NEW YORK (Reuters) - IndyMac Bancorp Inc IMB.N, one of the largest U.S. mortgage lenders, said on Tuesday it is eliminating 2,403 jobs, or 24 percent of its workforce, to cope with deteriorating housing and capital markets.
Chief Executive Michael Perry announced the cuts in an e-mail to employees, three months after he had said the Pasadena, California-based parent of IndyMac Bank was “largely done” with staff cuts.
“The reality is that since October 12 conditions have gotten worse,” Perry wrote.
The latest cuts include double-digit percentage reductions in most major business lines, including a 30 percent cut in mortgage production. IndyMac also plans to close five of its 16 wholesale mortgage centers by the end of March. It expects to employ 7,535 people after the cuts.
“This action is clearly painful, but it is necessary in our drive to return IndyMac to profitability soon,” Perry wrote. He said the company has a “realistic shot” of returning to profitability in the second half of 2008.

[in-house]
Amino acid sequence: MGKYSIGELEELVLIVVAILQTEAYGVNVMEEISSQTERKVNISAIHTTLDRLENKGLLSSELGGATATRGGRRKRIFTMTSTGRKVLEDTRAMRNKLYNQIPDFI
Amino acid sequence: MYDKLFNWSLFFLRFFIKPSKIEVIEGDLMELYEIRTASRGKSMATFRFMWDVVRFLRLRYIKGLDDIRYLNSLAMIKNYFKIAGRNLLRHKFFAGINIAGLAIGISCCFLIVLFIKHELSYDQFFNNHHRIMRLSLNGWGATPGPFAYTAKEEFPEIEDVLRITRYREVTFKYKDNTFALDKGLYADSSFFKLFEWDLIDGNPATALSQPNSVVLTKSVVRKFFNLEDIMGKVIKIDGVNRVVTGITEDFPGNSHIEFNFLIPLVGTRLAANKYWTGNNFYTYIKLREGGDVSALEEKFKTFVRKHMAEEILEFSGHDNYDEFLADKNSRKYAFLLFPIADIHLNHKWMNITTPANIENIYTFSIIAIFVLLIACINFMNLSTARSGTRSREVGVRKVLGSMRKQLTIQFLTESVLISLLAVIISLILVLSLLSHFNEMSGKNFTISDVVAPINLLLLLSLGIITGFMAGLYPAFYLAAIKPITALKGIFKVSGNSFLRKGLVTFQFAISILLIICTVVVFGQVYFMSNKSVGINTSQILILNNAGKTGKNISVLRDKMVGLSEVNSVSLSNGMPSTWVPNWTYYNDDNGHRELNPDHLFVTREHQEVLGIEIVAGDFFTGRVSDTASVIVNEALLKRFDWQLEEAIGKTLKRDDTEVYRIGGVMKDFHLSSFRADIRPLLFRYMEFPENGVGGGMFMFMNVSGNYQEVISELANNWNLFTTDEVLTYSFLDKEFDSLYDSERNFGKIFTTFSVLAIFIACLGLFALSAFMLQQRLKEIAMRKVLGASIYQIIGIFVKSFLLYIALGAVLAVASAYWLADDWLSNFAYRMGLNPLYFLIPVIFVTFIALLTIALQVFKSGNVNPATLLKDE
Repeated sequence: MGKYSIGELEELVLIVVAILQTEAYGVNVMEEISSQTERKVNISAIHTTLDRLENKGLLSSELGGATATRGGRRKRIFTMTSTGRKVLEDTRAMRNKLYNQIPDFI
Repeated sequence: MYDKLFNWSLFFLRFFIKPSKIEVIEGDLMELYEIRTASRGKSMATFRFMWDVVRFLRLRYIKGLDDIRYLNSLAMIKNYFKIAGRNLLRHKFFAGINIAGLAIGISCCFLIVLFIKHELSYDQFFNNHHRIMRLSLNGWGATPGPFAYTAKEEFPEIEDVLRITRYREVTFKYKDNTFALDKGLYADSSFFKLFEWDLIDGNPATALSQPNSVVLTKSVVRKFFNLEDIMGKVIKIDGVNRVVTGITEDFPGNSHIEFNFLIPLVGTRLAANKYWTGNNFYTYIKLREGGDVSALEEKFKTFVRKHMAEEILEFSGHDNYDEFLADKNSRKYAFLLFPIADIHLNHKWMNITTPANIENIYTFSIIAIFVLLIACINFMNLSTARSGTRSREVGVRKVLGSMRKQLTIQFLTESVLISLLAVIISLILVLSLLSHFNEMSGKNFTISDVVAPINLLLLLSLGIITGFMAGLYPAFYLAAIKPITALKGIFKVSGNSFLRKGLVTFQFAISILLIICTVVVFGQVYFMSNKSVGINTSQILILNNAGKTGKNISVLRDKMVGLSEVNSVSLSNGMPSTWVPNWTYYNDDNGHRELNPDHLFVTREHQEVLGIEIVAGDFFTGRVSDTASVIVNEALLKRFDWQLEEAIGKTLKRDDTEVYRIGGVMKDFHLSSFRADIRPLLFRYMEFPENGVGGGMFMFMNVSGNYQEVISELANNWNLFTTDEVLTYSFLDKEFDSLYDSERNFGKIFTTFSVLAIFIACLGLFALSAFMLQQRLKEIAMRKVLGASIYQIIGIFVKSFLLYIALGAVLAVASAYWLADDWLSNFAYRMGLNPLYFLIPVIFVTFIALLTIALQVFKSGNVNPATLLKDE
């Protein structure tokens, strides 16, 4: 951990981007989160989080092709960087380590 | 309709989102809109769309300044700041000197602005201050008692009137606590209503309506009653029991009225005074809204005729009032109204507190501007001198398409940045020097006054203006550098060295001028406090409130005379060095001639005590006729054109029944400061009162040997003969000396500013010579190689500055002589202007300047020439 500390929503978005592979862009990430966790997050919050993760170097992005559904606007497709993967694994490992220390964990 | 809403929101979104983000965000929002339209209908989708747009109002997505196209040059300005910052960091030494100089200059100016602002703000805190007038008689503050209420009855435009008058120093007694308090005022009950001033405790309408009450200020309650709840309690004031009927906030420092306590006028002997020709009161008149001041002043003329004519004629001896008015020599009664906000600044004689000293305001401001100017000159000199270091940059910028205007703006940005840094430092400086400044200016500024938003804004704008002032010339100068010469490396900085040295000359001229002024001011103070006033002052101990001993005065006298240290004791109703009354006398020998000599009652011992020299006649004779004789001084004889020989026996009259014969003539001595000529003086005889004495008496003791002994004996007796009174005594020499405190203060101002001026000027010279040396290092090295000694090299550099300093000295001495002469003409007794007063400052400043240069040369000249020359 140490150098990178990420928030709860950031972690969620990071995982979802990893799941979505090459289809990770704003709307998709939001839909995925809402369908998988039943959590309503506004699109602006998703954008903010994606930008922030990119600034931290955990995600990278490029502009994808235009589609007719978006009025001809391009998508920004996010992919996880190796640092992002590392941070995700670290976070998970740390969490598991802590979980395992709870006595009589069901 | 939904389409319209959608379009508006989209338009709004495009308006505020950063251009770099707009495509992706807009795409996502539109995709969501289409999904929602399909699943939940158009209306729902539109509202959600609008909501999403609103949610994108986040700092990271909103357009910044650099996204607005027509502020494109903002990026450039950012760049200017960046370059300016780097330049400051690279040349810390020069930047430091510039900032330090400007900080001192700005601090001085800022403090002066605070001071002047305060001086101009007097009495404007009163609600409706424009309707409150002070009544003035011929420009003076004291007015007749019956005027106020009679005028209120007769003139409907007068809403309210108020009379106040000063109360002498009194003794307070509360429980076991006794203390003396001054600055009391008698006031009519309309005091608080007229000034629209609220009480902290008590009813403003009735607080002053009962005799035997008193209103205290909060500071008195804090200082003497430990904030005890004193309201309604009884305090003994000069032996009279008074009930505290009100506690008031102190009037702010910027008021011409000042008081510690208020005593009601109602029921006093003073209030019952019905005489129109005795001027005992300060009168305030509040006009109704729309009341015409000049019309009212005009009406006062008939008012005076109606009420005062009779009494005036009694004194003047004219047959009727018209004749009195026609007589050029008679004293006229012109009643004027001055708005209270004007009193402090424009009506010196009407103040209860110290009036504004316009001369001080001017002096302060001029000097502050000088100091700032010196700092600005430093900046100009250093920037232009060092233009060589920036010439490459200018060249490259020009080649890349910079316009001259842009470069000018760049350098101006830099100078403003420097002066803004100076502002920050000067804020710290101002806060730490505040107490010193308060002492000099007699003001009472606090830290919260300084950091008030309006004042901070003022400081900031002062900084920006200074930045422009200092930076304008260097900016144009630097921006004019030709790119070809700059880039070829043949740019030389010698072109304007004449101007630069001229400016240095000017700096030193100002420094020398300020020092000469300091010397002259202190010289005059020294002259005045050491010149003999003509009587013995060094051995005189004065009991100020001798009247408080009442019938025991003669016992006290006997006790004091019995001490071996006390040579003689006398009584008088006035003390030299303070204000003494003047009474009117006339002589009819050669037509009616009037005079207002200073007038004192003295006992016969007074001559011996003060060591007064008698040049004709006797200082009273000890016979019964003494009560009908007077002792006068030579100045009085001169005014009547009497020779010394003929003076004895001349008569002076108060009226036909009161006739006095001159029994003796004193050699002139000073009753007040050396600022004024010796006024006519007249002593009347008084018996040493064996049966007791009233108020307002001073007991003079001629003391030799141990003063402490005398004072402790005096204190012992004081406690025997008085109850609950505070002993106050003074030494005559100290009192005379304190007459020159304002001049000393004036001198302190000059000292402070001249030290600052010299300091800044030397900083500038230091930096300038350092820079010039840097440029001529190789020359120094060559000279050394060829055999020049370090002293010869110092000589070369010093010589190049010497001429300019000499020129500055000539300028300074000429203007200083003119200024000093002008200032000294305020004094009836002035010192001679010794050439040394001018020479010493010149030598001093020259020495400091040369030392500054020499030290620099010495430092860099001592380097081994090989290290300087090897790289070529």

In November, IndyMac cut its dividend in half and posted a $202.7 million third-quarter loss after credit losses quadrupled. The following month, Perry projected a fourth-quarter loss, and said the company was exploring ways to shore up capital, including another dividend cut, capital raising, and shrinking its balance sheet.
IndyMac made $64.89 billion in home loans from January to September, ranking ninth nationally, and second after Countrywide Financial Corp CFC.N among independent, publicly traded lenders, the newsletter Inside Mortgage Finance said.
Countrywide agreed last week to be bought by Bank of America Corp (BAC.N) for $4 billion.
IndyMac released the e-mail in a U.S. Securities and Exchange Commission filing. Its shares closed Tuesday down 27 cents at $4.49, and have fallen 89 percent in the last year.
Reporting by Jonathan Stempel; Editing by Tim Dobbyn, Phil Berlowitz